(Originally featured as a film review in the UWM Post.)
"COULD BE FANTASTIC, NO?"
Having known next to nothing about Jodorowsky or Dune, I went into the film with a curious mind. Upon leaving, I’m left to wonder where Jodorowsky’s works have been all my life. Though it is a documentary, Frank Pavich’s Jodorowsky’s Dune is an enjoyment for sci-fi geeks and general cinephiles alike.
For some exposition, Alejandro Jodorowsky is a Chilean-French filmmaker who rose to prominence in the 1960s and ’70s through his absurd-surrealist art. Dividing his time between Mexico and France he helped develop the Panic Movement, an art movement that specialized in a heightened (and at times violent) form of surrealism. He incorporated the movement’s virtues during his transition into filmmaking with his early works Fando y Lis, El Topo, and The Holy Mountain. They achieved a cult-like status among midnight moviegoers and, in the case of the former, even sparked a riot at its premiere in Mexico.
With his newly-gained notoriety for absurdism and psychedelic visuals, Jodorowsky was approached by French film producer Michel Seydoux to direct a science-fiction tale of his choice. Jodorowsky went with Dune, Frank Herbert’s epic science fiction novel that tells the story of the Atreides family as they attempt to wrestle control of their desert planet Arrakis (and its source of the psychedelic “melange” spice) from a powerful intergalactic empire. Jodorowsky’s intention for the film’s visuals and themes was to make them so mind-blowing that they’d give the audience a spiritual experience—similar to those experienced when using LSD, only without the aid of the drug. He believed that his film would bring about a new school of thought and give the audience a heightened understanding of life, referring to the project as a Christ-like object of holy reverence.
Appropriately, he labeled his collaborators as his “disciples”; from special effects artist Dan O’Bannon, production designers and art directors H. R. Giger and Jean Giraud (a.k.a. Moebius), to actors David Carradine, Orson Welles, and fellow surrealist Salvador Dalí. He was also very selective of his cast and crew, turning down such big names as Douglas Trumbull (the special effects artists behind 2001 and Close Encounters) because he felt they did not believe in the film’s vision.
Over the course of two years the team compiled a giant collection of preproduction materials, with everything from intricate storyboards to concept art, only to have it shut down by budgetary concerns and other production problems—mainly that no Hollywood studio would back the esoteric Jodorowsky as director. The novel’s rights were snatched up elsewhere and Dune was eventually released as the David Lynch-directed 1984 flop (which Jodorowsky cites as a relief as proof that his original vision wasn’t stolen from him).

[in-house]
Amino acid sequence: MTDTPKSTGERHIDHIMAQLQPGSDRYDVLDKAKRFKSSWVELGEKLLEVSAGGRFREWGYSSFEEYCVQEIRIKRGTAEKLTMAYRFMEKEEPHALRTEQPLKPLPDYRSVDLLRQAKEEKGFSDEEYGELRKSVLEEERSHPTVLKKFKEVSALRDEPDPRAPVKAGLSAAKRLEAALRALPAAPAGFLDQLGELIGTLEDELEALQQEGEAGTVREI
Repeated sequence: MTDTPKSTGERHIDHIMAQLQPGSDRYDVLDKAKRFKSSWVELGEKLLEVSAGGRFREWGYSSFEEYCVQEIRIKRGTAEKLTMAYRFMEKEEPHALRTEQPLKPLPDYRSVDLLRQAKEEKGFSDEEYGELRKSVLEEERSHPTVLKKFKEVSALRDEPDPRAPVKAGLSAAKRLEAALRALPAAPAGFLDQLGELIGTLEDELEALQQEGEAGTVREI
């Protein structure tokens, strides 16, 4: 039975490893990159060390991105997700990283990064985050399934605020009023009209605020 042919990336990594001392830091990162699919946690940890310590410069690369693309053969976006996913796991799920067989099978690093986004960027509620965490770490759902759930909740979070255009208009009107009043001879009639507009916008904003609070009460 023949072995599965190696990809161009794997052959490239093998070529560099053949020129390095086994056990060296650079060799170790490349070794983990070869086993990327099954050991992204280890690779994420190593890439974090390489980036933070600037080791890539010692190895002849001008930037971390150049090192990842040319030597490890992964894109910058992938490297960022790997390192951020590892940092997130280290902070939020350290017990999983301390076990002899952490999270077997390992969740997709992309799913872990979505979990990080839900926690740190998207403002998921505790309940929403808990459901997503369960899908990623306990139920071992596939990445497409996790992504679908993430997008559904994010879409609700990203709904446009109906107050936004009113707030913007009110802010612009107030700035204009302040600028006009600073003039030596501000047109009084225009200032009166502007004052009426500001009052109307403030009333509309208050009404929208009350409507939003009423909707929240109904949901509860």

As Jodorowsky himself, now 80-odd years old and stammering excitedly, recalls all this, it’s tempting to not take him seriously and to write off his mannerisms as encroaching senility: he leaves his thoughts unfinished, fills in explanations with onomatopoeic sound effects, and even stops the interview at one point to tease his whining housecat.
But as the documentary progresses we see that this eccentricity is instead a result of an overly passionate artist. Jodorowsky revels in awe at the very medium of filmmaking, referring to its angelic power to inspire and influence how we see the world. His innocent sense of enthusiasm makes it that much more emotional as he talks about the film’s failed production, as if he’s consoling a hurt child behind his crazy-eyed demeanor.
Though Dune may not exist as Jodorowsky originally intended, director Frank Pavich gives us a pretty good look at what could’ve been. Jodorowsky’s original storyboards and artwork are animated to imitate his vision, from a “circle of life” conception sequence to an opening shot that literally spans multiple galaxies, accompanied by a droning score of smooth synthesizers. It may not give you a psychedelic experience, per se, but for a surrealism junkie like myself it will more than keep you enthralled.
Jodorowsky’s Dune is a tale of one of the greatest films never made, though its influence is evident in many of Hollywood’s most recognizable blockbusters (i.e. Dan O’Bannon and H. R. Giger’s work on the Alien franchise, Ridley Scott’s Blade Runner, Steven Spielberg’s Raiders of the Lost Ark, and countless comic books and other works of art). While he never got to direct his film Jodorowsky is pleased with its lasting influence, which he connects to Dune's message of the shared human conscience. Not quite the spiritual awakening he intended for, but pretty darn close nonetheless.